Anti-Bullying Laws Update: First Reported Decision

May 15, 2017

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Update:  Fair Work Anti- Bullying Laws
The Full Bench of the Fair Work Commission (the ‘Commission’) has clarified the scope of the new workplace anti-bullying laws.

What does this mean?

When it is deciding whether to make a stop bullying order, the Commission has the power to consider any alleged bullying that has occurred in the past notwithstanding that the anti-bullying laws did not commence until 1 January 2014.

The Case:  Application by K M [2014] FWCFB 1440

A worker made an application for a stop bullying order.  The application was as a result of 6 years of alleged bullying that was said to have occurred up until May 2013. The worker did not allege that any bullying had occurred after May 2013.

The employer’s response

The employer objected to the application and argued that the Commission did not have the power to investigate the application or to make an order because the bullying that had been alleged had occurred before the anti-bullying laws commenced.

It is a general rule that (unless it is clearly stated) when a new law is introduced, or an existing law is changed, the new law won’t apply to past events in such a way as to impose obligations on, or affect a person’s rights.

If this were not the general rule it may lead to situations where a person could be charged with an offence relating to something that they did years earlier even though it was not unlawful at that time.

The decision

The Full Bench did not accept the employer’s argument and explained that:

“Legislation only operates retrospectively if it provides that rights and obligations are changed with effect prior to the commencement of the legislation… the authorities draw a distinction between legislation having a prior effect on past events and legislation basing future action on past events.”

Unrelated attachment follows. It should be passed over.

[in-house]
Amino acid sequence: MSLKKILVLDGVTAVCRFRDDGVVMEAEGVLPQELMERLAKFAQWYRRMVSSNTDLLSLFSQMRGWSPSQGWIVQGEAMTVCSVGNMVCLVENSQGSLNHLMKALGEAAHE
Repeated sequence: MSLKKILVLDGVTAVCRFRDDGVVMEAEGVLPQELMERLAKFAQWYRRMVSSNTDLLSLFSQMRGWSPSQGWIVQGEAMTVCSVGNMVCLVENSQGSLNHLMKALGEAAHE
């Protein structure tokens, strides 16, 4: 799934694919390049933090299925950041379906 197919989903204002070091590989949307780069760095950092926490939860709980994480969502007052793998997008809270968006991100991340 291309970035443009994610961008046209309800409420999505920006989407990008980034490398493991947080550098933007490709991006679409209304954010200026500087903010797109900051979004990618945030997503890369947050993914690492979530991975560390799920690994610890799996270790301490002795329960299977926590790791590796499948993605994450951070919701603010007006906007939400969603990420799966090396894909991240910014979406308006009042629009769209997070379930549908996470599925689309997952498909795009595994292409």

This means that past events are considered

Three matters that have to be established before the Commission can make an Anti-bullying laws order:

  1. a worker (who reasonably believes they have been bullied at work) has made an application to the Commission; and
  2. the Commission is satisfied that the worker ‘has been bullied at work by an individual or group of individuals’; and
  3. the Commission is of the view that there is a risk that the worker will continue to be bullied at work by the individual or group.

The Full Bench explained that it is clearly stated in the second requirement that past events can be considered because the words ‘has been’ are used.

Further, the Full Bench essentially reasoned that  it is okay to consider bullying that has happened in the past because it is only for the purpose of deciding whether or not a stop bullying order will be made, and it is not for the purpose of imposing any negative obligations / consequences on the bully or others.

For more information on Anti-bullying laws contact Paul Horvath Solicitors   |   T: (03) 9642-0435

You can read the full decision on Anti-bullying laws on the Fair Work Commission webpage.